# Users should uncomment one of the following URLs or add their own.
# (If using Thin, edit as appropriate.)
#sqlj.url=jdbc:oracle:thin:@localhost:1521/myservice
#sqlj.url=jdbc:oracle:oci:@
#
# User name and password here
sqlj.user=scott
sqlj.password=tiger

Connecting with an Oracle JDBC Driver

Use oci in the connection string for Oracle JDBC OCI driver in any new code. For backward compatibility, however, oci8 is still accepted. Therefore, you do not have to change existing code.

If you are using the JDBC Thin driver, then uncomment the thin URL line in connect.properties and edit it as appropriate for your Oracle connection. Use the same URL that was specified when your JDBC driver was set up.

Create a Table to Verify the Database

The following tests assume a table called SALES. Compile and run TestInstallCreateTable as follows:

% javac TestInstallCreateTable.java
% java TestInstallCreateTable

This will create the table for you if the database and the JDBC driver are working and the connection is set up properly in the connect.properties file.

Note:

If you already have a table called SALES in your schema and do not want it altered, edit TestInstallCreateTable.java to change the table name. Otherwise, your original table will be dropped and replaced.

If you do not want to use TestInstallCreateTable, then you can create the SALES table using the following SQL statement:

CREATE TABLE SALES (
      ITEM_NUMBER NUMBER,
      ITEM_NAME CHAR(30),
      SALES_DATE DATE, 
      COST NUMBER, 
      SALES_REP_NUMBER NUMBER,
      SALES_REP_NAME CHAR(20));

Verify the JDBC Driver

If you want to further test Oracle JDBC driver, then use the TestInstallJDBC demo. Verify that your connection is set up properly in connect.properties. Then, compile and run TestInstallJDBC, as follows:

% javac TestInstallJDBC.java
% java TestInstallJDBC

The program should print:

Hello, JDBC! 

Verify the SQLJ Translator and Run Time

Now translate and run the TestInstallSQLJ demo, a SQLJ application that has functionality similar to that of TestInstallJDBC. Use the following command to translate the source:

% sqlj TestInstallSQLJ.sqlj

Note that this command also compiles the application.

On a UNIX environment, the sqlj script is in ORACLE_HOME/bin, which should already be in the PATH. On Windows, use the sqlj.exe executable in the bin directory. The SQLJ translator.jar file has the class files for the SQLJ translator and run time. It is located in ORACLE_HOME/sqlj/lib and should already be in the CLASSPATH.

Now run the application as follows:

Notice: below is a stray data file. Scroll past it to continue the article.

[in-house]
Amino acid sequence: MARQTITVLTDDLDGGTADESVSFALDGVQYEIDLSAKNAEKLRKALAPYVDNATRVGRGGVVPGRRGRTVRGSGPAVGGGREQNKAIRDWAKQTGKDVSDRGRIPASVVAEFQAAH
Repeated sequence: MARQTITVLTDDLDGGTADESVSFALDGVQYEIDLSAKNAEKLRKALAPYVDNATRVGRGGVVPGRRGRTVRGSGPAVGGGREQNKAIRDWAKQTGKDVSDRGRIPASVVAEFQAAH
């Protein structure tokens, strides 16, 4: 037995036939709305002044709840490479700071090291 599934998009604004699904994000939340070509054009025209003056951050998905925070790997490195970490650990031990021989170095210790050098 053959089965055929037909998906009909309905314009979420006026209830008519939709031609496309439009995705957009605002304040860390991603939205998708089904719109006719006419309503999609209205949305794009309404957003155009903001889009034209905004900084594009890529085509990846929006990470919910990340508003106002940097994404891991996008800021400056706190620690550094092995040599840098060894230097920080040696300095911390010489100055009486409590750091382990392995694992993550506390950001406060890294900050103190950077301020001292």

% java TestInstallSQLJ

The program should print:

Hello, SQLJ!

Verify the SQLJ Translator Connection to the Database

If the SQLJ translator is able to connect to a database, then it can provide online semantics-checking of your SQL operations during translation. The SQLJ translator is written in Java and uses JDBC to get information it needs from a database connection that you specify. You provide the connection parameters for online semantics-checking using the sqlj script command line or using a SQLJ properties file, which is sqlj.properties by default.

While still in the demo directory, edit the sqlj.properties file and update, comment, or uncomment the sqlj.password, sqlj.url, and sqlj.driver lines, as appropriate, to reflect your database connection information. For assistance, refer to the comments in the sqlj.properties file.

Following is an example of what the appropriate driver, URL, and password settings might be if you are using Oracle JDBC OCI driver.

sqlj.url=jdbc:oracle:oci:@
sqlj.driver=oracle.jdbc.OracleDriver
sqlj.password=tiger

Online semantics-checking is enabled as soon as you specify a user name for the translation-time connection. You can specify the user name either by uncommenting the sqlj.user line in the sqlj.properties file or by using the -user command-line option. The user, password, url, and driver options all can be set either on the command line or in the properties file.

You can test online semantics-checking by translating the TestInstallSQLJChecker.sqlj file located in the demo directory, as follows (or using another user name, if appropriate):

% sqlj -user=scott TestInstallSQLJChecker.sqlj

This should produce the following error message if you are using one of Oracle JDBC drivers:

TestInstallSQLJChecker.sqlj:41: Warning: Unable to check SQL query. Error returned by database is: ORA-00904: 
invalid column name

Edit TestInstallSQLJChecker.sqlj to fix the error on line 41. The column name should be ITEM_NAME instead of ITEM_NAMAE. Once you make this change, you can translate and run the application without error using the following commands:

% sqlj -user=scott TestInstallSQLJChecker.sqlj
% java  TestInstallSQLJChecker

If everything works, then the following line is displayed:

Hello, SQLJ Checker!